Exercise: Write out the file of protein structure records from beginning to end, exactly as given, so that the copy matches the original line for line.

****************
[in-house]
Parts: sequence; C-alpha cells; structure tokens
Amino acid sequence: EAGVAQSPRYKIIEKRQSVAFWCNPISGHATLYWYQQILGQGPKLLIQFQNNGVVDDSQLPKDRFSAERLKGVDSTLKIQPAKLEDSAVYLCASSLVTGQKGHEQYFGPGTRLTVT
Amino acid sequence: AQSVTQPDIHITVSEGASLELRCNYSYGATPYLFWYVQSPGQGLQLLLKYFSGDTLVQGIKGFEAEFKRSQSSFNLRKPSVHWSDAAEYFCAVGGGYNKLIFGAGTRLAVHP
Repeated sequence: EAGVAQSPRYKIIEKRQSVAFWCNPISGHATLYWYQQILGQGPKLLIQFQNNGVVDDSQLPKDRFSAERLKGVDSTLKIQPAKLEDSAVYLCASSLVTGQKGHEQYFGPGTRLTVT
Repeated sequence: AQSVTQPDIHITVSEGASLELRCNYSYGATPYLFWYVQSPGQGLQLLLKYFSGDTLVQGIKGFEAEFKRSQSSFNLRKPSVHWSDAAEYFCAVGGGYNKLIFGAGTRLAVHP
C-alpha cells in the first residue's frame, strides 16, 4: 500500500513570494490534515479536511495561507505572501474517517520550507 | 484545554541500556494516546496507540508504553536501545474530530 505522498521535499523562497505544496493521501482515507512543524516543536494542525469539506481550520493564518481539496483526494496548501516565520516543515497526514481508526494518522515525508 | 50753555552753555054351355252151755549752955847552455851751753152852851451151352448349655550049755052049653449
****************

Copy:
[in-house]
Parts: sequence; C-alpha cells; structure tokens
Amino acid sequence: EAGVAQSPRYKIIEKRQSVAFWCNPISGHATLYWYQQILGQGPKLLIQFQNNGVVDDSQLPKDRFSAERLKGVDSTLKIQPAKLEDSAVYLCASSLVTGQKGHEQYFGPGTRLTVT
Amino acid sequence: AQSVTQPDIHITVSEGASLELRCNYSYGATPYLFWYVQSPGQGLQLLLKYFSGDTLVQGIKGFEAEFKRSQSSFNLRKPSVHWSDAAEYFCAVGGGYNKLIFGAGTRLAVHP
Repeated sequence: EAGVAQSPRYKIIEKRQSVAFWCNPISGHATLYWYQQILGQGPKLLIQFQNNGVVDDSQLPKDRFSAERLKGVDSTLKIQPAKLEDSAVYLCASSLVTGQKGHEQYFGPGTRLTVT
Repeated sequence: AQSVTQPDIHITVSEGASLELRCNYSYGATPYLFWYVQSPGQGLQLLLKYFSGDTLVQGIKGFEAEFKRSQSSFNLRKPSVHWSDAAEYFCAVGGGYNKLIFGAGTRLAVHP
C-alpha cells in the first residue's frame, strides 16, 4: 500500500513570494490534515479536511495561507505572501474517517520550507 | 484545554541500556494516546496507540508504553536501545474530530 505522498521535499523562497505544496493521501482515507512543524516543536494542525469539506481550520493564518481539496483526494496548501516565520516543515497526514481508526494518522515525508 | 50753555552753555054351355252151755549752955847552455851751753152852851451151352448349655550049755052049653449